Ralph Martire said, “The data just doesn’t support that position.”

12 thoughts on “Lunch with Ralph Martire. He served a plate of fiscal sanity.

  1. Fred,
    So how thick are you? Illinois is not a low tax state, income tax rate is low but please take into account and talk about the total tax burden on the citizens of this state. Sales, income and of course real estate. We are among the highest, not lowest.
    As for leaving the state, its companies as well as people. Hoe do you counts the companies that do not come?

    • Your views are based on fantasy. While local property taxes are higher than other states, the combination of all taxes still places Illinois near the bottom. I know. Facts are difficult things for you.

  2. Every time discussions in Springfield approach the subject of raising revenue to pay for services the state provides, the “Taxes are already too high in Illinois” crowd comes out of the woodwork.

    They are always anonymous. The interests of corporations and the wealthy seem to be the biggest concern of these people. I sometimes wonder if they are just shills for these interests, or if they just ignore the fact that these groups pay little now and just want to keep it that way. These groups are often found somewhere behind the false claim that “Illinois taxes are too high!”.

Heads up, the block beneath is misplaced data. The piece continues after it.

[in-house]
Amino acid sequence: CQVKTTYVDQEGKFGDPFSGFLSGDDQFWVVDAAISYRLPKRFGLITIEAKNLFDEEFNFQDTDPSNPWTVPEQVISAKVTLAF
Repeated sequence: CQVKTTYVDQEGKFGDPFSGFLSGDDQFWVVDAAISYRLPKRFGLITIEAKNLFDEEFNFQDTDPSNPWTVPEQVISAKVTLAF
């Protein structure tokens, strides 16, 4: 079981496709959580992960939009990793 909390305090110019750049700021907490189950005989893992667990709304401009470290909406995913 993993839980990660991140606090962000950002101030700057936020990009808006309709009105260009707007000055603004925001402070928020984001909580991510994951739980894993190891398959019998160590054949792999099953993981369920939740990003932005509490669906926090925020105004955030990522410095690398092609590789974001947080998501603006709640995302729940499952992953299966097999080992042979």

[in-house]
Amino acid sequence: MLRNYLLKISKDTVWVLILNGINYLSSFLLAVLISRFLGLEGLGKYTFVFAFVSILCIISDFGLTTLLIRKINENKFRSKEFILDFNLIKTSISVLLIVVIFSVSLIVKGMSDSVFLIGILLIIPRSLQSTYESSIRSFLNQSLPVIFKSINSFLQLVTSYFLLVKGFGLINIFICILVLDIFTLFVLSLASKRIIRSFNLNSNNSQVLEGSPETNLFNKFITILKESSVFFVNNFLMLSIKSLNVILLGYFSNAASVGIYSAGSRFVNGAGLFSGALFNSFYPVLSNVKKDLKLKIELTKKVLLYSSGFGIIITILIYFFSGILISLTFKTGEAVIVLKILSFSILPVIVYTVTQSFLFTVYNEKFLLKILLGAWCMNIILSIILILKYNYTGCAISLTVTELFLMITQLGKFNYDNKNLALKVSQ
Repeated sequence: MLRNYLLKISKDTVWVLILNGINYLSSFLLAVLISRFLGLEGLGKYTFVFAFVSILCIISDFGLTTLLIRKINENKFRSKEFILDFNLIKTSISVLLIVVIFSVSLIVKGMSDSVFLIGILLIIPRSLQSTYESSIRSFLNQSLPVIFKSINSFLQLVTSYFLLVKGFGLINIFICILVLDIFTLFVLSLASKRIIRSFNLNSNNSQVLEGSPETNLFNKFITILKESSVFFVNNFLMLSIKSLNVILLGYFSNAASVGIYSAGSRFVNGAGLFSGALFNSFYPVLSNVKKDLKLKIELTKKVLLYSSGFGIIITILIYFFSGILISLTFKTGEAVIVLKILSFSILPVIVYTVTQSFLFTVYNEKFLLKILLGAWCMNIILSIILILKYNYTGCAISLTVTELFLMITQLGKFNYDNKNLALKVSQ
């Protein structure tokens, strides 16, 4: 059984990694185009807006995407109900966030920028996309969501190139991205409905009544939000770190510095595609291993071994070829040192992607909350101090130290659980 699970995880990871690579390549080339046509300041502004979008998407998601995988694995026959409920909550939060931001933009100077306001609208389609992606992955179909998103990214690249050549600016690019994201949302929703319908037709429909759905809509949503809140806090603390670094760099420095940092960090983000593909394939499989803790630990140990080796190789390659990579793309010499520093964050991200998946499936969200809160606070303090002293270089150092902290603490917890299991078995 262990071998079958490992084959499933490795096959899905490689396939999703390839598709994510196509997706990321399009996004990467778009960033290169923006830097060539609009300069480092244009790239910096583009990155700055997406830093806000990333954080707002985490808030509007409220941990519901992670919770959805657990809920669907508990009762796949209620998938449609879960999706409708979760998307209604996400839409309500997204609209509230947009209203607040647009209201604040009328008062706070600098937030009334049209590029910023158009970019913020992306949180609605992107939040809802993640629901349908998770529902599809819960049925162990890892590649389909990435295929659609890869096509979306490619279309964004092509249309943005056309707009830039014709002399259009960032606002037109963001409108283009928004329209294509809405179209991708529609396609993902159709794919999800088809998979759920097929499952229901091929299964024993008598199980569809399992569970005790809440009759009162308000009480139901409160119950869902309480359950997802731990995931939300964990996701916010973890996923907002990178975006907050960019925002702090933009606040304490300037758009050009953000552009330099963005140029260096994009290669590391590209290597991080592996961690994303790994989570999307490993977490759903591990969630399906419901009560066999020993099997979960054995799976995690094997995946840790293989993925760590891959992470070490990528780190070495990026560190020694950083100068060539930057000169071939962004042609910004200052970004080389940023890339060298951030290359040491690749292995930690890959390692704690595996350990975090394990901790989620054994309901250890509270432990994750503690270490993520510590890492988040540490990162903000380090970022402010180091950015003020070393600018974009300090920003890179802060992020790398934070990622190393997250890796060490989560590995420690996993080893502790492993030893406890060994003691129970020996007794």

Even the Governor agrees that taxes need to be increased, and Mr. Rauner is not what I would call a “tax and spend” liberal. Perhaps a more accurate assessment of the feelings of these anonymous commenters is “I didn’t pay enough back then and I don’t want to pay anything now”.

    I guess they want stiff state employees of their already earned compensation and to continue receiving services while not paying the true cost. They don’t seem to mind that a lot of what they want to continue to receive without raising taxes is paid for out of money already earned and owed to others.

    It would be interesting to hear what these “No Taxes!” people consider a reasonable tax rate to be. You never seem to hear anything about that. Or how they would feel if state services were paid for by raiding their 401K plans . No one ever seems to point out how most corporations in Illinois pay no tax at all. Or that some just keep the state tax withholding of their employees.